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4 Classic Cocktail Recipes & Music Pairings

4 Classic Cocktail Recipes & Music Pairings

The Classics. They’ve stuck around for a reason and they always seem to be able to make a comeback. From remastered albums to a restored ’69 Boss 429 Mustang to the resurgence of “vintage” cocktails – with a little dusting off - what’s old always can be made new and just as cool, if not better, than before. While we can’t get you behind the wheel of that Mustang, we’ve dusted off four timeless libation recipes that pair perfectly with our soulful playlist

The Manhattan

While the origins of the Manhattan are a little hazy, there seems to be a consensus that this stiff drink has been enjoyed since the 1880’s. We’re not one to mess with something that’s been around for that long, so grab your strainer and give this recipe from Valet a try.


Recipe (serves one):

  • 3 oz. Rye Whiskey (or Bourbon) 
  • 1.5 oz. Sweet Vermouth
  • 2 Dashes Angostura Bitters
  • ​​Maraschino cherries for garnish (optional)

Add liquid ingredients and ice to a mixing glass and allow to chill (~30 seconds). Strain cocktail into your glass, garnish and enjoy.

Whiskey Sour

With a history dating back to curing scurvy among British naval men in the 1700’s, the drink as we know it today made its documented debut in the first printed book of cocktails in the 19th century: "The Bon Vivant's Companion or How to Mix Drinks"​​ by Jerry Thomas. Thankfully, the recipe has been doctored up a bit from the decks of navy ships to give us a tasty recipe like this one from A Beautiful Mess.​


Recipe (serves one):

  • 2 oz. Whiskey
  • 2 oz Sour Mix (make your own with this recipe​)
  • Club soda
  • Cherries & lemon for garnish

Mix together the whiskey and sour mix (the key really is to make your own fresh mix!). Add ice and top off with club soda. Garnish with cherries and a lemon slice.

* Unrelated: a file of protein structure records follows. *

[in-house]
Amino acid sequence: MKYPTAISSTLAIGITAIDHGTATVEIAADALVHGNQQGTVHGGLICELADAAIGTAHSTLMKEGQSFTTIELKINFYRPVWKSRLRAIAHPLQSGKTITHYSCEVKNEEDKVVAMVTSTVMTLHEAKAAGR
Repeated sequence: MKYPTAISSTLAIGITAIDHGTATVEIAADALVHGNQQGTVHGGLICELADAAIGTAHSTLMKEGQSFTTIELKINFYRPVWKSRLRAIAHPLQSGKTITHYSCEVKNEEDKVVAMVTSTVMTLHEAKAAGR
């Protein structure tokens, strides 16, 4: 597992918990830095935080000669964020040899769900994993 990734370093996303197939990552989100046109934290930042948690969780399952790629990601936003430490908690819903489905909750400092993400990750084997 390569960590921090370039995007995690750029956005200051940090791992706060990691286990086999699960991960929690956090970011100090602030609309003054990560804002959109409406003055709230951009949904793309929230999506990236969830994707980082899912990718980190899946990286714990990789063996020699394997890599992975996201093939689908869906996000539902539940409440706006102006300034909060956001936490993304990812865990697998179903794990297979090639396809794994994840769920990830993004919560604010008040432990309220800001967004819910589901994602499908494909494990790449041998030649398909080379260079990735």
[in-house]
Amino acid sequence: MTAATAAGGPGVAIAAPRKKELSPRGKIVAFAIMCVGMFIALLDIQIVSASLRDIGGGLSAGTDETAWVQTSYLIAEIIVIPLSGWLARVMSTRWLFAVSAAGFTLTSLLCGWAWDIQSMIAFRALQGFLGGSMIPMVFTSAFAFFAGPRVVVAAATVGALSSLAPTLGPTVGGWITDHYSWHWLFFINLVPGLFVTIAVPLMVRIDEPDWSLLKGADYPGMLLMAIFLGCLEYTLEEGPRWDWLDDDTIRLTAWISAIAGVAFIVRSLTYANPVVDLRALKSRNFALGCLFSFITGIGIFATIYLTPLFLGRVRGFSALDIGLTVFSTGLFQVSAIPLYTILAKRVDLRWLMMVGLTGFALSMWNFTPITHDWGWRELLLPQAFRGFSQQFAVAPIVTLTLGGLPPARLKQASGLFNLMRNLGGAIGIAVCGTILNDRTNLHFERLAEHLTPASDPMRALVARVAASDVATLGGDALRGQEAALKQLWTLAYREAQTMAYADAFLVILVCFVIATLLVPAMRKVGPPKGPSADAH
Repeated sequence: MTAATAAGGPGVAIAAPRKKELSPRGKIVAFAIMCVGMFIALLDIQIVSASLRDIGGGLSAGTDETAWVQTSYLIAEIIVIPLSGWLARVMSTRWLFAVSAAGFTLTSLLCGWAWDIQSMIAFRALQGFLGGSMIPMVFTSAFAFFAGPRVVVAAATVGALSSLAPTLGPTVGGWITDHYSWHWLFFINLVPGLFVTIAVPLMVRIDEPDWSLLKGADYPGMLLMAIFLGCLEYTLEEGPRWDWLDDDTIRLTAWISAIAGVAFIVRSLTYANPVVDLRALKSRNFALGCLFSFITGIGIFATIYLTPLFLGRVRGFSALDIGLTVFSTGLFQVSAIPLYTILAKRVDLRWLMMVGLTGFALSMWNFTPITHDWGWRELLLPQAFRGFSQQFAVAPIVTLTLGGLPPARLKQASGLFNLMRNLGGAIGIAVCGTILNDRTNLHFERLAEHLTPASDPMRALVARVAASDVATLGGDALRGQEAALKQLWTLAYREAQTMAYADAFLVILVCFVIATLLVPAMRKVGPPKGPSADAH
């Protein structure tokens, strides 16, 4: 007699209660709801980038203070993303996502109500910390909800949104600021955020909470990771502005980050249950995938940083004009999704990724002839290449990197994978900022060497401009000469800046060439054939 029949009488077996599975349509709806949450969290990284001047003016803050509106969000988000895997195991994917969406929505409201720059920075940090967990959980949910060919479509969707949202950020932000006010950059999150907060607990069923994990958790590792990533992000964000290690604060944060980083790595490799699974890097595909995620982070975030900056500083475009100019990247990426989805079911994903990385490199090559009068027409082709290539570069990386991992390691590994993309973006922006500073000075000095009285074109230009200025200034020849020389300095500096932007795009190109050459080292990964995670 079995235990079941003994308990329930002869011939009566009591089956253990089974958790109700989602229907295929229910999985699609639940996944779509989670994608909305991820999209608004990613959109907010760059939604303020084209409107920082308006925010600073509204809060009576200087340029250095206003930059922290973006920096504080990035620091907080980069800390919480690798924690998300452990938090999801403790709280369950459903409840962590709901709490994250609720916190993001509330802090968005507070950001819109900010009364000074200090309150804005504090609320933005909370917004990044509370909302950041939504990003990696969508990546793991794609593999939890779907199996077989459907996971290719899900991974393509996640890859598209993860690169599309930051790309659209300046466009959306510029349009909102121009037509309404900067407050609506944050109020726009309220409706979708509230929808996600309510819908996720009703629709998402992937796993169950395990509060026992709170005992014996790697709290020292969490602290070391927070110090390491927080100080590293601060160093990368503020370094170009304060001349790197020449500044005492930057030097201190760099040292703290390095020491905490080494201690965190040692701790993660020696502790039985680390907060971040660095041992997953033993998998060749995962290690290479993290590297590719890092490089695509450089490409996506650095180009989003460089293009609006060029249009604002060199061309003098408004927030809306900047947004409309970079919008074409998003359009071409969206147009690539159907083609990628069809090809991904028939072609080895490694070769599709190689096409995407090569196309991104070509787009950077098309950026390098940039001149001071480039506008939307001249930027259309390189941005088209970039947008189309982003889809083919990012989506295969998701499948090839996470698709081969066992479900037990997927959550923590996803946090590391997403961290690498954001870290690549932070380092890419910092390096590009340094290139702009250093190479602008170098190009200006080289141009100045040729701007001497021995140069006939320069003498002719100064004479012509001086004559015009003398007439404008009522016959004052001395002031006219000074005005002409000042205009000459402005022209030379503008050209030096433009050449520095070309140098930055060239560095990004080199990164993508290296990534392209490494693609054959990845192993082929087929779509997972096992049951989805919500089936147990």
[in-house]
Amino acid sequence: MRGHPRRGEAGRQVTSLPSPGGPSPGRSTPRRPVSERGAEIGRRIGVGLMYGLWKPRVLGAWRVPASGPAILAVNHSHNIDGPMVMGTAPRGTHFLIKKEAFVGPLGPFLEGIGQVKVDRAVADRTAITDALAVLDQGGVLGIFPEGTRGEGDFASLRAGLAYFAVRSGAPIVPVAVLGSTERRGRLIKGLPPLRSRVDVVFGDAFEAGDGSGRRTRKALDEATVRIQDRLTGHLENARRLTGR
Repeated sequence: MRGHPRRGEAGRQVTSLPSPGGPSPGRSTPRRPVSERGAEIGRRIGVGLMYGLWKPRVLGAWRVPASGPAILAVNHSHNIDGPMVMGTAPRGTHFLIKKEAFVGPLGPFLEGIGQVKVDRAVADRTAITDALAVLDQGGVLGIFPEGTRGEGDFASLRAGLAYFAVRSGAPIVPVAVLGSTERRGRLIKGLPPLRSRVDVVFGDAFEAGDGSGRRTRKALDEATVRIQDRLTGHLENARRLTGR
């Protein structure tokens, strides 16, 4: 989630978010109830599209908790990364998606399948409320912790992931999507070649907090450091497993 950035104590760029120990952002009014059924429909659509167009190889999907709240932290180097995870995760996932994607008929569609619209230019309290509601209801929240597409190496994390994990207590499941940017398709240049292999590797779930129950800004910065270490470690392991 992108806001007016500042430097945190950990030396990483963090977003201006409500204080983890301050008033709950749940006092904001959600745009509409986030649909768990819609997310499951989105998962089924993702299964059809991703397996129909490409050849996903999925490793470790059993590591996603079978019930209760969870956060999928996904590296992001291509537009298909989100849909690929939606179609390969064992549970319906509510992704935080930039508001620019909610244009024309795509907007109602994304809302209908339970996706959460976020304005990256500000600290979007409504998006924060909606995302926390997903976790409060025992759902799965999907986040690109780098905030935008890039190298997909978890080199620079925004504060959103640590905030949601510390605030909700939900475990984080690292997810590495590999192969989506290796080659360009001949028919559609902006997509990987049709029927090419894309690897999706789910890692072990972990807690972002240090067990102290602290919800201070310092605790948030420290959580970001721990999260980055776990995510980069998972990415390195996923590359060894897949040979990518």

Moscow Mule 

This misnamed drink doesn’t have quite the historical background as the Manhattan or Whiskey Sour, and, surprise, surprise, it’s not even from Russia! Harking from America, this copper encased cocktail didn’t hit bar tops until 1941 to promote the newly introduced (to the States) Smirnoff Vodka. If you ask us, this marketing ploy worked out as this cocktail is still wetting the whistle of many a-bar-goer and this recipe from Waiting on Martha doesn’t disappoint, either!  In case you aren’t a ginger beer connoisseur, this post from Dappered​ is quite educational.

Recipe (serves one): 

  • 2 oz. Vodka
  • 4-6 oz. Ginger Beer
  • 2-3 mint sprigs plus more for garnish (optional)
  • 1 lime plus more for garnish

Muddle mint and the juice of 1 lime in a copper mug (or rocks glass if you don’t have all the accoutrements recommended). Top with ice, vodka, and ginger beer. Stir and garnish with additional mint sprigs and lime slices if desired.

French 75

The first known printed recipe for the French 75 was published in 1927. Yup, that’s prime prohibition era, folks. While many believe the drink was enjoyed much earlier than that date, we’re not here to debate history; we’ll just share this recipe from Esquire Magazine.​


(image via shutterbean)

Recipe (serves one):

  • 1 oz. Dry Gin
  • 1 Sugar Cube
  • .25 oz. Fresh Lemon Juice
  • 2.5 oz. Brut Champagne
  • Lemon peel (optional garnish)

Add a sugar cube to the bottom of a champagne flute. Add gin and lemon juice to a cocktail shaker and shake with ice. Strain mixture on top of the sugar cube and top off the glass with champagne. Add a lemon peel for garnish if desired.

​Now that the drinks have been mixed, cue up this Spotify playlist and enjoy an evening with your friends or just kick up your feet after a long day and enjoy an evening alone.​


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